Court procedure

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Court rules contain procedural and other information and apply to every case. See the Court rules page for more information.

General information about civil lawsuits

The King County Law Library has a series of videos called Lawsuit Basics that include a number of helpful topics.

King County Bar Association's Preparing for Your Day in Court Handbook provides helpful information on the basics of a lawsuit, including a basic summons and complaint, and a checklist that outlines the steps in bringing a case to court.

An overview of basic steps in a lawsuit is available on the Lawyers.com website. The Legal Information Institute also has information about litigation and the steps in a civil case.

Washington LawHelp has published a guide to Getting Ready for a Court Hearing or Trial.

The Administrative Office of the Courts has several guides for:

They also have information about the Court of Appeals including an Appellate Case Processing Guide that is designed to assist litigants through the appellate process.

The law library sells a Start a Civil Lawsuit in Superior Court self-help kit with forms and instructions to start a civil lawsuit in Superior Court against a person. It does not cover procedures after the initial filing and is not intended for District Court. Kits can be purchased at the library or online and mailed out.

Formatting court documents

When you give documents to a Washington state court, it is important to format the documents correctly. More information about how to properly format court documents is available from Washington LawHelp.

Serving documents

The King County Law Library has put together a video with instructions on service of process (initial service in a case).

There are written instructions and forms lists for service of process in family court matters, including personal service, service by publication, and service by mail available from the Clark County Clerk.

Additional instructions which may add helpful information are found on the King County Court Family Law Facilitator's website.

Washington LawHelp has forms and instructions for personal service in a family law case as well as forms and instructions to serve by mail or publication.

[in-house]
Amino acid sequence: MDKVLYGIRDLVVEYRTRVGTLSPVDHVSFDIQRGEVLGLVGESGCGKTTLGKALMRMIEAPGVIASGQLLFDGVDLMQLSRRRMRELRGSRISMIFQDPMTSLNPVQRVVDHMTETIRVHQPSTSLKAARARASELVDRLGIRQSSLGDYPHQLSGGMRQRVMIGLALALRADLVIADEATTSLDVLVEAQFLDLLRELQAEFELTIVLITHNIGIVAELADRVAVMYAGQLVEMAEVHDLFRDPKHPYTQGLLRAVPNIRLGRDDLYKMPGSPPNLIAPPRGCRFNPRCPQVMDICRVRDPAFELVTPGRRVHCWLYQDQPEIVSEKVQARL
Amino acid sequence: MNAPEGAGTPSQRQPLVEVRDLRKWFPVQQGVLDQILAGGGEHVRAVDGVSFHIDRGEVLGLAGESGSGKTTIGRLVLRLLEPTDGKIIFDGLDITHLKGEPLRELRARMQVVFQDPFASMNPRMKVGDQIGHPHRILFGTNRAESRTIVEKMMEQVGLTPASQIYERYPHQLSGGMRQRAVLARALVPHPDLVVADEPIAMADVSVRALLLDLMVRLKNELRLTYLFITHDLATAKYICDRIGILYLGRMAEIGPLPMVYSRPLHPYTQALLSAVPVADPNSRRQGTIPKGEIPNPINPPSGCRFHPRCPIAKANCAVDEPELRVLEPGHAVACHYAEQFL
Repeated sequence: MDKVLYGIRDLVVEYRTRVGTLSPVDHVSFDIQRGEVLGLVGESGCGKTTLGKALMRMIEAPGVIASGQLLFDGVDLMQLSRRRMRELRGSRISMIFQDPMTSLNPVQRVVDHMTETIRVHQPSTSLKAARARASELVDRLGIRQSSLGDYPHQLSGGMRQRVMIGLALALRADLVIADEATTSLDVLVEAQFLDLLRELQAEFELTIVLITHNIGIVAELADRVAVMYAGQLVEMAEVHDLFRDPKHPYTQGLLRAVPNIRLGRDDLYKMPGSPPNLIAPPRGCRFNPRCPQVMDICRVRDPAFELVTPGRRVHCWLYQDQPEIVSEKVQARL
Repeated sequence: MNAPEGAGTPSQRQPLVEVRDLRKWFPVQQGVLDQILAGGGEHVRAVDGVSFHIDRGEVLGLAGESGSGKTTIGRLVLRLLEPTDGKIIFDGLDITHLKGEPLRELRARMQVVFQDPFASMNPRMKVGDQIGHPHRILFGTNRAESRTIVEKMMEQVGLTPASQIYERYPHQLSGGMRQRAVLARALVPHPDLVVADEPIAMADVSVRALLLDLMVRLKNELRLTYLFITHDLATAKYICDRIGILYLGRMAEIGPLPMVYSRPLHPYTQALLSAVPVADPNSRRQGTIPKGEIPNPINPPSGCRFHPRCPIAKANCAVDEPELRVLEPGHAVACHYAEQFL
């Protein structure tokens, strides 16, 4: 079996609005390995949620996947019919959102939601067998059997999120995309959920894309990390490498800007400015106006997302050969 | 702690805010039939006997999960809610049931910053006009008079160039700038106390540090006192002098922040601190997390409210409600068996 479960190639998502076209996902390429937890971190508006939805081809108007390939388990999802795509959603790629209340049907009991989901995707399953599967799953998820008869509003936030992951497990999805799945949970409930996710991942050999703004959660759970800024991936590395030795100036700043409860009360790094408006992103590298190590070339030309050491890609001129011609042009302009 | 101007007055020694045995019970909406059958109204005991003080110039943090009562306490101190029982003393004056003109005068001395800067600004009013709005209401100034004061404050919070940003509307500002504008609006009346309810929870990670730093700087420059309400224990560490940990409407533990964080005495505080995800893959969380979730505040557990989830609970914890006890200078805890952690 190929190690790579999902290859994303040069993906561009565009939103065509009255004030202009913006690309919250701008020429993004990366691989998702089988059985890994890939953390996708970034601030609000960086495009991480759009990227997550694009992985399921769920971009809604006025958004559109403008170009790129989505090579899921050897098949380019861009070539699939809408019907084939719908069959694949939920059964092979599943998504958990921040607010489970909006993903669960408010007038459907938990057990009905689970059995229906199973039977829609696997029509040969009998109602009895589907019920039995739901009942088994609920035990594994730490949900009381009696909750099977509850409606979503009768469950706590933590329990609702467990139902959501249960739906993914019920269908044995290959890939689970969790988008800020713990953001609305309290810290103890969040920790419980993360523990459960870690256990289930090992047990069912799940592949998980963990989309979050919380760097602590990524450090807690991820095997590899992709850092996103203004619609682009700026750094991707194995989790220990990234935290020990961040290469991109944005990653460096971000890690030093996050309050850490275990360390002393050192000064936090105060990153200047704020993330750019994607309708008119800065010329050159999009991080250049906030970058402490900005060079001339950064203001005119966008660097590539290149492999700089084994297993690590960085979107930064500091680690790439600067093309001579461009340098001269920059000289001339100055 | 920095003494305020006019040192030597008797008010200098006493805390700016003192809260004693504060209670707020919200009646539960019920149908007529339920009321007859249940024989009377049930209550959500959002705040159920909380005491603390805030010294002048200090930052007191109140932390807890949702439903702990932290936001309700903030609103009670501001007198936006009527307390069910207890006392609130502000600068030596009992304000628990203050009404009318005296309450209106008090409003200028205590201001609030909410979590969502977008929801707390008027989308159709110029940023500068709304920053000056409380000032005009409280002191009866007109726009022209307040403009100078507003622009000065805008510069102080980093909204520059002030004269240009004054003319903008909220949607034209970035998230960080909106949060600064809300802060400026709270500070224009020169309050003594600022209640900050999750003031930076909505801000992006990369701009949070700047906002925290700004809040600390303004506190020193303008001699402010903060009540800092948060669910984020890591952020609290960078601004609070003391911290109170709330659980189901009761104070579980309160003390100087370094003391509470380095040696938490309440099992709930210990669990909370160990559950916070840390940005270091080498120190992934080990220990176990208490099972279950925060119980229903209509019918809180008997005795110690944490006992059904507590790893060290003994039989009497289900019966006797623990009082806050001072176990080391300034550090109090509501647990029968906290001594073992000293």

Washington LawHelp also has forms and instructions if you are involved in a case involving setting or changing child support and the children or either parent receives public assistance and you need to serve the state.

The State Court website has forms for a number of circumstances.

Responding to (answering) a lawsuit

Washington LawHelp has information and forms to answer a lawsuit for debt collection. The material is general enough to use in many other types of cases.

Washington LawHelp also has information and forms if you live out of state and were served with a complaint or petition filed in Washington State courts.

Superior Court Civil Rules 8 and 12 and District Court Civil Rules 8 and 12 talk about defenses, including affirmative defenses. Affirmative defenses need to be proven by the person who is claiming them. A successful affirmative defense can mean that the defendant has no liability, even if all of the allegations in the complaint are true.

The law library has additional information and forms that you can read or copy.

Discovery (collecting evidence)

The King County Law Library has put together a video about discovery which is part of the “Civil Lawsuits Without Tears” series on their website. 

Information and forms on Subpoenaing Witnesses and Documents are on the Washington LawHelp website.

Washington LawHelp has information about “Doing Discovery” in Family Law Cases: Interrogatories and Requests for Production. Interrogatories and requests for production are two ways to collect evidence.

The Law Library has many materials and example forms related to doing discovery.  

Submitting evidence

The King County Law Library has put together a video about evidence which is part of the “Civil Lawsuits Without Tears” series on their website. 

Some basic things to think about are covered in this Getting Ready for a Court Hearing or Trial packet from Washington LawHelp.

The National Council of Juvenile and Family Court Judges has a publication titled Ten Steps for Presenting Evidence in Court.

The Washington State Court Rules of Evidence are available on the State Courts website.

More information about evidence is available from the law library.

Requesting an ADA accomodation

If you have a disability you may request a reasonable accommodation to participate in a Clark County Court proceeding. Requests for accommodation for people with disabilities must meet all the requirements of General Court Rule 33.